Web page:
Next Sunday, April 30, Paraguay will hold its eighth general elections since the end of Alfredo Stroessner’s authoritarian regime in 1989. Although 13 presidential and vice presidential candidates are running, the ruling Colorado Party, formed by Santiago Peña and Pedro Alliana, and the National Concertación for a New Paraguay, led by Efraín Alegre and Soledad Núñez, are the most likely to win.
The local polls, over which reigns a mantle of doubt and distrust due to their lack of methodological rigor, indicate in their majority a clear victory in favor of Peña, the Colorado candidate, between 10% and 13%. Only one of these polls gives the National Concertación leader as the winner by a narrow margin of around 4%. On the other hand, the international survey Atlas Latinoamérica indicates a triumph of the Concertación candidate by a slim margin of 2%. What both polls, the local and Atlas, coincide with is the favorable levels of voting intention toward the Paraguayan anti-establishment candidate “Payo” Cubas.
The polls of the last weeks have positioned Payo Cubas, of the National Crusade Party, at surprising levels of astonishing ascent, around 23% of voting intention. This former congressman with a disruptive profile, expelled from the Senate during this period for misconduct, defines himself as a “romantic anarchist” and has attracted with populist and authoritarian ideas a sector of the electorate that is fed up with traditional politics (and politicians). He is handicapped by the fact that he has no political structure on a national scale and not enough equipment to cover the polling stations.
According to all polls, other candidacies, such as those headed by Euclides Acevedo, of the New Republic Movement, and the ex-football player and far-right candidate José Luis Chilavert, have little prominence and little chance.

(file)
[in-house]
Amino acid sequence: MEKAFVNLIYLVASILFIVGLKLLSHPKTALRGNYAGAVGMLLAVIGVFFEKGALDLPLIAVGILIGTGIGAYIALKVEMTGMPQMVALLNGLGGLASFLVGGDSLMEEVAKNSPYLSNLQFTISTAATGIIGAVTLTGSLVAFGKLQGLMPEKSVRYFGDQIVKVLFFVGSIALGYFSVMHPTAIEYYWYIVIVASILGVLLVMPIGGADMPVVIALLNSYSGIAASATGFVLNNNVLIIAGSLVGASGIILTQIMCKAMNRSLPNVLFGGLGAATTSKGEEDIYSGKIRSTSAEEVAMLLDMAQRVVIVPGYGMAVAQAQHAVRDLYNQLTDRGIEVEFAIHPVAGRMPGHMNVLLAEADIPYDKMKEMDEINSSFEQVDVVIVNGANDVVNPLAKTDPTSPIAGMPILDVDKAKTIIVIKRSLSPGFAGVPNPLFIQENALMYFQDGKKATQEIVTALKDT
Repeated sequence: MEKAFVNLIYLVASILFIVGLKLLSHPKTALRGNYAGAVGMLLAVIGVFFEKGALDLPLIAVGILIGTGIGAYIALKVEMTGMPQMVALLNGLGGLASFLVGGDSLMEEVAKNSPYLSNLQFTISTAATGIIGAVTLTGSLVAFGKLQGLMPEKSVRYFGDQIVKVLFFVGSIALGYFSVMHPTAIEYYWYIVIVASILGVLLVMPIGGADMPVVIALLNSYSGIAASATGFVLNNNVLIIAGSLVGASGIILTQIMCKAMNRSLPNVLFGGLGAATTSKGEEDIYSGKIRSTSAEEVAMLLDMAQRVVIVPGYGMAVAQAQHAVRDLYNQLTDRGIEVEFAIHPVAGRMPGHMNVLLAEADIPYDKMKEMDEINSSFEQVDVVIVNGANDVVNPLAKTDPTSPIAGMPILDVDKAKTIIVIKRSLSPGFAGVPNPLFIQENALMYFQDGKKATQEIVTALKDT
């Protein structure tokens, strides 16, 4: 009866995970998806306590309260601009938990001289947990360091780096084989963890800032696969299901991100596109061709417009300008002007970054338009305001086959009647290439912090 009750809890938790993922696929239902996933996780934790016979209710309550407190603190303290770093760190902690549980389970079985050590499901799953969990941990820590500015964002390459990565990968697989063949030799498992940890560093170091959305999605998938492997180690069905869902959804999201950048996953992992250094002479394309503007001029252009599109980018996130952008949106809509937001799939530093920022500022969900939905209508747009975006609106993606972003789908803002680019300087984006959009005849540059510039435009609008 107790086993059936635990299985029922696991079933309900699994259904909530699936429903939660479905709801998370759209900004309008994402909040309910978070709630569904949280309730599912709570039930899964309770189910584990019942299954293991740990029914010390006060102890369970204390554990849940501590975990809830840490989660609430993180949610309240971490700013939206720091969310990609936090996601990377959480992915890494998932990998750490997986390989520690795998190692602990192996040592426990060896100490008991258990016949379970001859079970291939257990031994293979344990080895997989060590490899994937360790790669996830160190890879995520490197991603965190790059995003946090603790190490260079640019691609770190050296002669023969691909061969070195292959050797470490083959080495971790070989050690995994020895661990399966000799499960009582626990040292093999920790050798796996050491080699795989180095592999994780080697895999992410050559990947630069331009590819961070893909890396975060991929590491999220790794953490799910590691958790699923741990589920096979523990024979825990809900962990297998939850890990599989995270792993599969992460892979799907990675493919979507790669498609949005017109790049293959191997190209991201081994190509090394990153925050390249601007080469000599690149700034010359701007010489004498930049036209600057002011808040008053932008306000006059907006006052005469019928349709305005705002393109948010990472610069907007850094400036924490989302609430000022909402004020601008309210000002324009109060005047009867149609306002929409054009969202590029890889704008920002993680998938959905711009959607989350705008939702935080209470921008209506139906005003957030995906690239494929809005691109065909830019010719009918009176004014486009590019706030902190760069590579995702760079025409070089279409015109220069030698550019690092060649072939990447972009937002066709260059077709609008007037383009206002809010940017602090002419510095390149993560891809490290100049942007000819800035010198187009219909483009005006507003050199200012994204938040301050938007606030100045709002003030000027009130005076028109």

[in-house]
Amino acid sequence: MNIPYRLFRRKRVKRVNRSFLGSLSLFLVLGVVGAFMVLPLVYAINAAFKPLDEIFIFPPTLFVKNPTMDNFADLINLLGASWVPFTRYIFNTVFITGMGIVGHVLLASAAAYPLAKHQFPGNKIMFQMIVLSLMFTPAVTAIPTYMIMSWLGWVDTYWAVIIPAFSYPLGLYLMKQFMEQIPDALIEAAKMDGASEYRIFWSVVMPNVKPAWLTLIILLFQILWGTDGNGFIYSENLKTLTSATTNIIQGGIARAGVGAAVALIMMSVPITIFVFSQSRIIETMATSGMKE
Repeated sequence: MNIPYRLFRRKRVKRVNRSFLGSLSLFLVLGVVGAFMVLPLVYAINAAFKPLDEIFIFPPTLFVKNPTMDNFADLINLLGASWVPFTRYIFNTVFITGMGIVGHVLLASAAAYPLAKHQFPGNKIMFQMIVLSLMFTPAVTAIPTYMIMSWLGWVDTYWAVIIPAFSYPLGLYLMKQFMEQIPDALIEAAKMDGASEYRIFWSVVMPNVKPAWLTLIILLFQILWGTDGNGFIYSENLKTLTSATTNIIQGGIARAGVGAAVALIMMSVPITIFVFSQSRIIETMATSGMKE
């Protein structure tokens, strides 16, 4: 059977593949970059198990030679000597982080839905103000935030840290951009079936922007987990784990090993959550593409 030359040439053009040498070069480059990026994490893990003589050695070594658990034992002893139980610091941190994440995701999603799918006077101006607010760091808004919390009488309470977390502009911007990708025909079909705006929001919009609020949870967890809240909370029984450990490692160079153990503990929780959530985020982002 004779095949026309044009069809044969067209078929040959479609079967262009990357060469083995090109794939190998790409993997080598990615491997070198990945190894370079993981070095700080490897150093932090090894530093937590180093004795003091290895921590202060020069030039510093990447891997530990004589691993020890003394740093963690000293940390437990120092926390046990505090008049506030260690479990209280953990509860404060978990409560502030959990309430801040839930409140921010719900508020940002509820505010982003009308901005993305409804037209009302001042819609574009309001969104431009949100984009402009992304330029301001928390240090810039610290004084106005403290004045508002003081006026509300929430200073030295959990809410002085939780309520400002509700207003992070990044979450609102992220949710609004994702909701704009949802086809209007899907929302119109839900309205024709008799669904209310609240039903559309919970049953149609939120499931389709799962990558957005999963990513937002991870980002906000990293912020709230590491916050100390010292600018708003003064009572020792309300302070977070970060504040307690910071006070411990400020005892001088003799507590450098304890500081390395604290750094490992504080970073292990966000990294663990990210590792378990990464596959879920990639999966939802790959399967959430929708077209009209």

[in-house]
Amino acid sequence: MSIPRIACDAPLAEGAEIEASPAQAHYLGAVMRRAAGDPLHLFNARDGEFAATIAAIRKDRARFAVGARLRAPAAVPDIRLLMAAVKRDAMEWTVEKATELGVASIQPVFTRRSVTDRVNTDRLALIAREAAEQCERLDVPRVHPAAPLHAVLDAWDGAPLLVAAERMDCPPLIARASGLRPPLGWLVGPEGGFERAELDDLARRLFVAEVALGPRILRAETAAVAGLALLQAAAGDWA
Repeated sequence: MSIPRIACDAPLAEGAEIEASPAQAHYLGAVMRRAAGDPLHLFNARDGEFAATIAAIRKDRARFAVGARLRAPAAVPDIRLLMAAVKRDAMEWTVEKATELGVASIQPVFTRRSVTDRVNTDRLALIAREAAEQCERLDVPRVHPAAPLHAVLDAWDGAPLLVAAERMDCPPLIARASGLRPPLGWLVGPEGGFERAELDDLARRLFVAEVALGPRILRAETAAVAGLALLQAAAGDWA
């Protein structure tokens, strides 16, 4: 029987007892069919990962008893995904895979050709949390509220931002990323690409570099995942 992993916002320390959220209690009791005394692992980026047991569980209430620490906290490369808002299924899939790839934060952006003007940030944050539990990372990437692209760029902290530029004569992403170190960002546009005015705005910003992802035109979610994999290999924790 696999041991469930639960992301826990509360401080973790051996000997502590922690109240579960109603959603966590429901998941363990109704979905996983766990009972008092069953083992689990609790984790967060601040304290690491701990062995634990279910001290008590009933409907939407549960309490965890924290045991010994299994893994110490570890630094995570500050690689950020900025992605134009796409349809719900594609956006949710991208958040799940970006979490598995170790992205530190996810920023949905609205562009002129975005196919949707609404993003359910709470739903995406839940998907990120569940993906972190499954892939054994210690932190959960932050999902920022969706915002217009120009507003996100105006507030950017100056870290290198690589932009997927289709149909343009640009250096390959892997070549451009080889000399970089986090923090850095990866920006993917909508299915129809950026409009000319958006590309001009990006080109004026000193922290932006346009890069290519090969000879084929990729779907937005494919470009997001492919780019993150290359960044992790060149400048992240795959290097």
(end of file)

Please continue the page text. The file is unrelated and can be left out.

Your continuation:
These new elections will be atypical, due to the following factors: the first one is the U.S. Department of State’s indictment of Hugo Velázquez (current vice president) and Horacio Cartes (Colorado Party’s president, and former President of the Republic) for corruption and the imposition of economic sanctions.
The second aspect is the electoral reform that has implied the incorporation of the preferential vote and the use of electronic voting machines that will be used for the first time in a general election in the country.
Finally, the third aspect is the emergence of the Concertación as a new political space, different from the traditional electoral alliances. This space brings together 23 parties and 2 opposition political movements. Therefore, has a plural and heterogeneous character.
What is at stake?
Alternation or continuity are the options presented to the Paraguayan electorate. The National Republican Association (ANR) or Colorado Party has held power since 1948, with a brief 5-year interruption between 2008 and 2013, when former bishop Fernando Lugo led an alliance of opposition parties that defeated the Colorado Party. Lugo’s mandate was interrupted a few months before it ended and his vice president, the liberal Federico Franco, finished the cycle.